The largest chain of unlicensed cannabis dispensaries in Victoria is no more.
Approximately half a dozen police and provincial cannabis enforcement officers raided the downtown Trees dispensary location Thursday, one day after shuttering the company's location near Mayfair mall.
In response, chief executive officer Alex Robb has decided to shut down all three remaining Trees locations in the city, while the future of the company's two shops in Nanaimo is up in the air.
"We have now closed down and removed cannabis products from all of our Victoria locations," Robb told CTV News. "I had hoped yesterday that we could reasonably have two weeks to close down in an organized fashion."
While cannabis has been legal in Canada since October 2018, retail operators are required to follow a rigid regulatory framework, attain a series of approvals from the city and provincial government, and source their inventory solely from federally licensed cannabis producers.
The closure of all five Trees dispensaries in Victoria has left 92 people out of work and thousands of customers without a trusted medical cannabis supplier.
While recreational cannabis users and medical users who don't have barriers to accessing or administering cannabis can buy marijuana from Victoria's licensed retail shops or the BC Cannabis Stores website, some medical users rely on dispensaries like Trees which carry specialized products.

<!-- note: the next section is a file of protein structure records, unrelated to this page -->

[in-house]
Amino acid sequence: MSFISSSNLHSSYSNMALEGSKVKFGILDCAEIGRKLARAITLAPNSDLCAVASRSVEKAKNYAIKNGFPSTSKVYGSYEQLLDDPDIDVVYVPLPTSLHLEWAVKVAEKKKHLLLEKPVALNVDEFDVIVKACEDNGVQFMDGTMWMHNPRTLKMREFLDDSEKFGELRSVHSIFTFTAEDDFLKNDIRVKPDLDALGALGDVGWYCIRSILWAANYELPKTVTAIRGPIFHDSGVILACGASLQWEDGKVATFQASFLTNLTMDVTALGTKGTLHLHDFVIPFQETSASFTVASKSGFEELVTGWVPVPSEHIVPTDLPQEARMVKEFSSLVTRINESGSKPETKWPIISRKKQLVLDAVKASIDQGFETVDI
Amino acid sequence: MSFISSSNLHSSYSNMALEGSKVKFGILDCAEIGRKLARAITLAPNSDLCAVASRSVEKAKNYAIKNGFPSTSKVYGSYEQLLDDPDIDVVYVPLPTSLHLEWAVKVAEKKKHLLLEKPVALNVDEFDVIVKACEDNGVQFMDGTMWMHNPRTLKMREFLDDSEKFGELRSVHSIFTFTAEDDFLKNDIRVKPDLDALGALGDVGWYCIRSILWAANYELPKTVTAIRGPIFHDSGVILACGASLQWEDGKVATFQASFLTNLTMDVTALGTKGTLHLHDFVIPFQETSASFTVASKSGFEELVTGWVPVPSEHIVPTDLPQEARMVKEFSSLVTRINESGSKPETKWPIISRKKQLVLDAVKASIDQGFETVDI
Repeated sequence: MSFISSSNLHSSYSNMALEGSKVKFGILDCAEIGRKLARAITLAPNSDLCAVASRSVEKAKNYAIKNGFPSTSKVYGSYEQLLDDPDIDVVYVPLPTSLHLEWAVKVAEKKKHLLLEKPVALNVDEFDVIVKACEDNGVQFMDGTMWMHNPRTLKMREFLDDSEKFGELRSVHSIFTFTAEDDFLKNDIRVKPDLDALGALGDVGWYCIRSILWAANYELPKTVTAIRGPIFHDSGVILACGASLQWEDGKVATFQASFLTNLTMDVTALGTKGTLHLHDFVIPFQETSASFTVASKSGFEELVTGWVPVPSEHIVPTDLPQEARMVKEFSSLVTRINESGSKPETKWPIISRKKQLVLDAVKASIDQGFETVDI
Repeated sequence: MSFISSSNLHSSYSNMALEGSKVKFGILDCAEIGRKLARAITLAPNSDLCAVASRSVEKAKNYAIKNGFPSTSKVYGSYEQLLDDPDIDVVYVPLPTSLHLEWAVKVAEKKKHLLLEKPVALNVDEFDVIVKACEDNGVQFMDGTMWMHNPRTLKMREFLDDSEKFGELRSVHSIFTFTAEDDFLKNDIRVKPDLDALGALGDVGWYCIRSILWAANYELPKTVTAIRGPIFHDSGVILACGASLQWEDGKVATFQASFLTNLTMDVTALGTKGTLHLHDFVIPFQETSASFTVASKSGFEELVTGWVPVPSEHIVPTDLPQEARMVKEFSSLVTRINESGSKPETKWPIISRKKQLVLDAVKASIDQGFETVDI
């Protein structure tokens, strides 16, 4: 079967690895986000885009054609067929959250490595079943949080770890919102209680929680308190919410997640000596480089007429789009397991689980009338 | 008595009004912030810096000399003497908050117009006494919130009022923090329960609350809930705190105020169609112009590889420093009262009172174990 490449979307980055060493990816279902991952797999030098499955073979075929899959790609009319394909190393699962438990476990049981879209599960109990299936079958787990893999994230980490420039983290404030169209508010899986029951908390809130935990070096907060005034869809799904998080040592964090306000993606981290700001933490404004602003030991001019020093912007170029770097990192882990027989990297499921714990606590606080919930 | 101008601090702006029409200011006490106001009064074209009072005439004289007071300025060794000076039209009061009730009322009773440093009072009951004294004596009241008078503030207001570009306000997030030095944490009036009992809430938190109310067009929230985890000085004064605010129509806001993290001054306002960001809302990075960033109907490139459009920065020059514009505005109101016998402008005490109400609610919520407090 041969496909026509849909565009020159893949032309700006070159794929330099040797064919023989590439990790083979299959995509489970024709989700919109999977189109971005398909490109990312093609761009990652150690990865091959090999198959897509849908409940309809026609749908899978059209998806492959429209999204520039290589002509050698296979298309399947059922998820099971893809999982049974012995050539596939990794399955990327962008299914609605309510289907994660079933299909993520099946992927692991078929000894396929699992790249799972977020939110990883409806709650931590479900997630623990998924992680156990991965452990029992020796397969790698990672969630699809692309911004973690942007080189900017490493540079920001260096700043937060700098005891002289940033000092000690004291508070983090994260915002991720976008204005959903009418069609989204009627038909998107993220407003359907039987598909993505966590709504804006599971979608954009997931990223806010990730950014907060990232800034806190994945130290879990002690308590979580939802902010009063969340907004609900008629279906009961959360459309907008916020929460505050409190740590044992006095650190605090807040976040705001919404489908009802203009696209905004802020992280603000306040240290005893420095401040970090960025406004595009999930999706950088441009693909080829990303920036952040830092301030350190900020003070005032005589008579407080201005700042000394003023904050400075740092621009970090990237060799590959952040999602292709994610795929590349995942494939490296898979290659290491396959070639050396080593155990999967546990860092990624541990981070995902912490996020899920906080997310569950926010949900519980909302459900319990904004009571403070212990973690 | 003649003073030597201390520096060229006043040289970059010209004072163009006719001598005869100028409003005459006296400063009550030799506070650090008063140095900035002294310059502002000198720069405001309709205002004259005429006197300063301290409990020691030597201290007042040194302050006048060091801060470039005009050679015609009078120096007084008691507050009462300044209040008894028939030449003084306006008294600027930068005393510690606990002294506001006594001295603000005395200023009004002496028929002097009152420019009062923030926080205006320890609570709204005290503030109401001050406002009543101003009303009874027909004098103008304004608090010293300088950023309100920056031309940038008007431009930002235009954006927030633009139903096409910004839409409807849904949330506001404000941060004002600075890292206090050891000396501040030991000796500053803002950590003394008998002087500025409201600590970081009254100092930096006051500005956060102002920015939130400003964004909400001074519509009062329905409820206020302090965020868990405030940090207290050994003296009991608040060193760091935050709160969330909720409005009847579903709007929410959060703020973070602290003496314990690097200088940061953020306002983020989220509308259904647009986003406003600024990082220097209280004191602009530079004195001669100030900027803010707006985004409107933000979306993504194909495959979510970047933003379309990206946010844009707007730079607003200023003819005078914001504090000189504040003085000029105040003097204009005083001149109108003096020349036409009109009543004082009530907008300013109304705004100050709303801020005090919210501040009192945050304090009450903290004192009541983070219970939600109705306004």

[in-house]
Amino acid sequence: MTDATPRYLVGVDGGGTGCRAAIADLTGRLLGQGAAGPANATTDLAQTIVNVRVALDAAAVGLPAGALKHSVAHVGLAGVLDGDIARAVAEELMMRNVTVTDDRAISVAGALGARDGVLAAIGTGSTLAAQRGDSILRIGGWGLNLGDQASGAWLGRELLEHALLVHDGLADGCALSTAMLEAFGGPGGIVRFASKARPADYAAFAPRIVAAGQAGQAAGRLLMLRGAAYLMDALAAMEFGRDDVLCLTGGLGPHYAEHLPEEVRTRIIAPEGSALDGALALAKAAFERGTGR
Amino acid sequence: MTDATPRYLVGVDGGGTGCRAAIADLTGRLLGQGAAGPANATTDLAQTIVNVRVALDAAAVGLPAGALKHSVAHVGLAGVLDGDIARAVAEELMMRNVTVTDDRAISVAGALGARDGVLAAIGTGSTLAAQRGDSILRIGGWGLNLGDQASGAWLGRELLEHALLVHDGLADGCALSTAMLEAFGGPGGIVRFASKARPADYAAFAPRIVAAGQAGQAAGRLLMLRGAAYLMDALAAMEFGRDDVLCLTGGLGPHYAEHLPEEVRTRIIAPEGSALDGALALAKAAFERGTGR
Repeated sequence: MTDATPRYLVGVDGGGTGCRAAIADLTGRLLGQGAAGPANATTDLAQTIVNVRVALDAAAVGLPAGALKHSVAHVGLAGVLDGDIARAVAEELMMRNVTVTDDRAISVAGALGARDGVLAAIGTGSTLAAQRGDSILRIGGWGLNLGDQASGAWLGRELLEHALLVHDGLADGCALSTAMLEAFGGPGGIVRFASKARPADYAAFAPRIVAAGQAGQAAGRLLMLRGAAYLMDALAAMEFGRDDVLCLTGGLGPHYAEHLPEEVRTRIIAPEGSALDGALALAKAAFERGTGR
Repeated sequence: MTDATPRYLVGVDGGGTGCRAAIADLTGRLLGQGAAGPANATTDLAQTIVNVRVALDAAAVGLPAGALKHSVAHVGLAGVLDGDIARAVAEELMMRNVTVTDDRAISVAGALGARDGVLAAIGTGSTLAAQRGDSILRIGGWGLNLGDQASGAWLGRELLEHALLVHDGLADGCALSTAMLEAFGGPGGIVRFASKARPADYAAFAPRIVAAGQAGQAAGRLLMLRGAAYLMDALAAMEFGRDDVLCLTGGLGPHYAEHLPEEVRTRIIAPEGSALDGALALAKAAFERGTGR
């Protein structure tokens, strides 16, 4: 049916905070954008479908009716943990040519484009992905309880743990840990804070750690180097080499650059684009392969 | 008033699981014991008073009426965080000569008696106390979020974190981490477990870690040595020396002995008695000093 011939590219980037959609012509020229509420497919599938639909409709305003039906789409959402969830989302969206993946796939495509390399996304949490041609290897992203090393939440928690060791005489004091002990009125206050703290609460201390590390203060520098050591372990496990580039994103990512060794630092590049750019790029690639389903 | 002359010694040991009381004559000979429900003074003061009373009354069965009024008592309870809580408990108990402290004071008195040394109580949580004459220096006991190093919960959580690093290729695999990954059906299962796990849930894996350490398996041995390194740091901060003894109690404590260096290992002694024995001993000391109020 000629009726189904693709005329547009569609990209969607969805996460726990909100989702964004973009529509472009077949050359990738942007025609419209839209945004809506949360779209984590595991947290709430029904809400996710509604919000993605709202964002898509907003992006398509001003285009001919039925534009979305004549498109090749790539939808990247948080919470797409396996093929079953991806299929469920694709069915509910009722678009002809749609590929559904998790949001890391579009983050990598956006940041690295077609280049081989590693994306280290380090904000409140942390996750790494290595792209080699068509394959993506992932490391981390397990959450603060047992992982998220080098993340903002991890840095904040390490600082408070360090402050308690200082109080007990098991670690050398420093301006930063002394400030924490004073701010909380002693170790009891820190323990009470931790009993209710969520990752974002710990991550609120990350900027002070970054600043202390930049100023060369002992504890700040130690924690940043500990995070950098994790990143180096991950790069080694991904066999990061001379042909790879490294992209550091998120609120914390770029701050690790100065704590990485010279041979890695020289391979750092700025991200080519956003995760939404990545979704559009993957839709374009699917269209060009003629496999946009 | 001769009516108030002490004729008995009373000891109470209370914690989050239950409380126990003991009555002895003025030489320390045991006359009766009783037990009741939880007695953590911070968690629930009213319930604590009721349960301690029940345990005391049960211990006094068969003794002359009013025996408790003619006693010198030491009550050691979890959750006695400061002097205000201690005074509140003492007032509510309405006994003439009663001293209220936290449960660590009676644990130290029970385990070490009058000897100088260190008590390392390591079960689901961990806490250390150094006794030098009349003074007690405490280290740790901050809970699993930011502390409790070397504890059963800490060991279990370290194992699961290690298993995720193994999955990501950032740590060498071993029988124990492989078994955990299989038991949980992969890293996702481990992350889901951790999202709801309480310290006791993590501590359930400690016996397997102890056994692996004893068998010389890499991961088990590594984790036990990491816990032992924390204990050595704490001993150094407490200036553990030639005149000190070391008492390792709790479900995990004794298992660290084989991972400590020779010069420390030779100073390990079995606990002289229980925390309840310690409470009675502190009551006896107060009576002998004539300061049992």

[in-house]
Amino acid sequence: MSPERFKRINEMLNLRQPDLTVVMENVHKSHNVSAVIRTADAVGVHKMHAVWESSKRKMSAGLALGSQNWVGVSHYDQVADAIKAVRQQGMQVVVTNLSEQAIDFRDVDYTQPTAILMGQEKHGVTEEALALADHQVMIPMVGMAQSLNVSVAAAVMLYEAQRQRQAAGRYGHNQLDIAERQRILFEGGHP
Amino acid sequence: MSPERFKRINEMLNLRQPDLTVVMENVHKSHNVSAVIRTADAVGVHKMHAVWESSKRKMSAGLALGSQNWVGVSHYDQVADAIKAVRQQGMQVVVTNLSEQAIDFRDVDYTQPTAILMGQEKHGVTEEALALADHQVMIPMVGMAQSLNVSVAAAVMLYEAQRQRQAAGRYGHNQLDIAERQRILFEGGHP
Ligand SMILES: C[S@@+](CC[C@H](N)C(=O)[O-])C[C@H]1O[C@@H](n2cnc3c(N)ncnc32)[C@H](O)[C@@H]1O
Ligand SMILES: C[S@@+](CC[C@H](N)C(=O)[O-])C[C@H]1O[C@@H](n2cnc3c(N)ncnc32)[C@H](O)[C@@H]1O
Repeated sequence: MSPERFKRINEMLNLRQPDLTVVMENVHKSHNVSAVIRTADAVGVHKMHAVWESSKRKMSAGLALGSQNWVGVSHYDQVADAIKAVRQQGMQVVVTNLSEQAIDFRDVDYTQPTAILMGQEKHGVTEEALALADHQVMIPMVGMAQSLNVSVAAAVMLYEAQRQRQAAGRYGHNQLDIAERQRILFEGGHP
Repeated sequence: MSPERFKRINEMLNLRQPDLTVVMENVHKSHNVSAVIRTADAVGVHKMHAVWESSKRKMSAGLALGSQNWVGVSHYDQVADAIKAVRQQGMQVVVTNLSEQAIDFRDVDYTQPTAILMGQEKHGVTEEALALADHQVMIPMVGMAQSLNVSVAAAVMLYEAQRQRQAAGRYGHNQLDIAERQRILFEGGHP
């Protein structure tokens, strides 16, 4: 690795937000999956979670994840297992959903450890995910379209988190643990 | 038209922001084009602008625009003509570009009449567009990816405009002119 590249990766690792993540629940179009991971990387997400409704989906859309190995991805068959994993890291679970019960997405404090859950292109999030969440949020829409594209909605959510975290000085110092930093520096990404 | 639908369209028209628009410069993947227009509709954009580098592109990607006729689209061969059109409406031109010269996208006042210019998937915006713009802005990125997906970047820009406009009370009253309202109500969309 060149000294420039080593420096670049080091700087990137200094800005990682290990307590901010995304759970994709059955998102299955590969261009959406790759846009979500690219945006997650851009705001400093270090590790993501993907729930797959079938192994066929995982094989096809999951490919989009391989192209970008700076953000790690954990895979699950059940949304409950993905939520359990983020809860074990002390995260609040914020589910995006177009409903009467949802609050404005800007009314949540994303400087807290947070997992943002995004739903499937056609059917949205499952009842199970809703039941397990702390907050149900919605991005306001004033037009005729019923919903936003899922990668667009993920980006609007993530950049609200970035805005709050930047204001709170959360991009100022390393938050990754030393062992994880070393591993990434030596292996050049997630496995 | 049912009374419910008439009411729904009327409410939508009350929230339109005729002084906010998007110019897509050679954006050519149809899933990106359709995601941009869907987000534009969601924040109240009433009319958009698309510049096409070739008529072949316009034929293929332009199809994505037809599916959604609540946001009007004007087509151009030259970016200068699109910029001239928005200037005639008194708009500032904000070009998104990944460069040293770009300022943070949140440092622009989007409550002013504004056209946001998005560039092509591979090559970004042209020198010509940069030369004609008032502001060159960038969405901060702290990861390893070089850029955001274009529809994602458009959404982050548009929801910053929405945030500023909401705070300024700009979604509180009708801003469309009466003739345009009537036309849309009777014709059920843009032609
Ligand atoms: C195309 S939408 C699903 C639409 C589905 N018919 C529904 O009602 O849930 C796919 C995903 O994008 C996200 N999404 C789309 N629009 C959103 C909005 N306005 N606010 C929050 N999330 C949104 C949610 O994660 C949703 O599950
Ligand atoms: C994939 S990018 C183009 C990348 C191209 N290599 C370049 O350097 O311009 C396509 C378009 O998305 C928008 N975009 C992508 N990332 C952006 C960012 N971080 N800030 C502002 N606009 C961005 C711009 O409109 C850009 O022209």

"We have a number of medical users, some of whom we provide cannabis to on a subsidized basis because they have conditions that are terminal or severely debilitating and they don’t have financial means," Robb said.
"The legal system is not built for these medicinal users and the medical system is not adequate for their needs right now either because a lot of the products such as topicals, suppositories, pain patches aren’t available from the legal marketplace yet."
Wednesday's raid coincidentally came on the same day that the province opened its first cannabis store on the island, more than nine months after marijuana was legalized by the federal government.
For months the B.C. government has threatened illegal dispensaries with enforcement but operators like Robb have flouted the law, betting that enforcement wouldn't come until provincial stores had opened in the markets they operate in.
Robb is taking a similar gamble now in Nanaimo, keeping two Trees dispensaries open in the city that currently has no legal cannabis alternative.
"There is not a single licensed store in Nanaimo and the province indicated back in October that their enforcement would be guided by the licensing of stores in different regions," Robb said. "So we are going to be watching the licensing of stores very carefully."
The province now has one year to decide whether or not to levy fines against the two raided Trees locations. The size of the fines would be based on the amount of cannabis inventory seized in either raid.
Trees locations in Victoria are now in the process of becoming licensed recreational cannabis retailers, Robb said.